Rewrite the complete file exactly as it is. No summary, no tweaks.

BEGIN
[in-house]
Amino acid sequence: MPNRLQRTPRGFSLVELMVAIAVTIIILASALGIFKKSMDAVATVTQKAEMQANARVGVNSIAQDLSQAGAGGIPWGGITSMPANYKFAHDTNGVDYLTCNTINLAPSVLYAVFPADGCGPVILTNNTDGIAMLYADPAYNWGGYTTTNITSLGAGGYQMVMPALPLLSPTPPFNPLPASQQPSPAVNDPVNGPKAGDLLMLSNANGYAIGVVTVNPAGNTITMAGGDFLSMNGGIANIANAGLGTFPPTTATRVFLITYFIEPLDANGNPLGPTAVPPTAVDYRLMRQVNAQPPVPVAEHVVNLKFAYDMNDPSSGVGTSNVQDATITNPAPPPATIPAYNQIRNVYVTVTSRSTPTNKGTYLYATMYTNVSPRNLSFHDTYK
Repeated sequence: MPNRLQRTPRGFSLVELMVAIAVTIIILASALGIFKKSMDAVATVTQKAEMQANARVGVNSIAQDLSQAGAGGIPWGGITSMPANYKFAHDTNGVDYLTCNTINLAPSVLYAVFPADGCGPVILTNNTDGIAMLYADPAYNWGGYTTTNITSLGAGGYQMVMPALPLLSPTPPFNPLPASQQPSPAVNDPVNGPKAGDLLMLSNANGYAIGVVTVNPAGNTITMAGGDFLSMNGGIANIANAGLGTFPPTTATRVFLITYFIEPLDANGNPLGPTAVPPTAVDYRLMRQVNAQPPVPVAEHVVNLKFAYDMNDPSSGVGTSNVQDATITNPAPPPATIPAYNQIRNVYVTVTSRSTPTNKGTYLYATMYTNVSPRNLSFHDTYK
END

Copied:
[in-house]
Amino acid sequence: MPNRLQRTPRGFSLVELMVAIAVTIIILASALGIFKKSMDAVATVTQKAEMQANARVGVNSIAQDLSQAGAGGIPWGGITSMPANYKFAHDTNGVDYLTCNTINLAPSVLYAVFPADGCGPVILTNNTDGIAMLYADPAYNWGGYTTTNITSLGAGGYQMVMPALPLLSPTPPFNPLPASQQPSPAVNDPVNGPKAGDLLMLSNANGYAIGVVTVNPAGNTITMAGGDFLSMNGGIANIANAGLGTFPPTTATRVFLITYFIEPLDANGNPLGPTAVPPTAVDYRLMRQVNAQPPVPVAEHVVNLKFAYDMNDPSSGVGTSNVQDATITNPAPPPATIPAYNQIRNVYVTVTSRSTPTNKGTYLYATMYTNVSPRNLSFHDTYK
Repeated sequence: MPNRLQRTPRGFSLVELMVAIAVTIIILASALGIFKKSMDAVATVTQKAEMQANARVGVNSIAQDLSQAGAGGIPWGGITSMPANYKFAHDTNGVDYLTCNTINLAPSVLYAVFPADGCGPVILTNNTDGIAMLYADPAYNWGGYTTTNITSLGAGGYQMVMPALPLLSPTPPFNPLPASQQPSPAVNDPVNGPKAGDLLMLSNANGYAIGVVTVNPAGNTITMAGGDFLSMNGGIANIANAGLGTFPPTTATRVFLITYFIEPLDANGNPLGPTAVPPTAVDYRLMRQVNAQPPVPVAEHVVNLKFAYDMNDPSSGVGTSNVQDATITNPAPPPATIPAYNQIRNVYVTVTSRSTPTNKGTYLYATMYTNVSPRNLSFHDTYK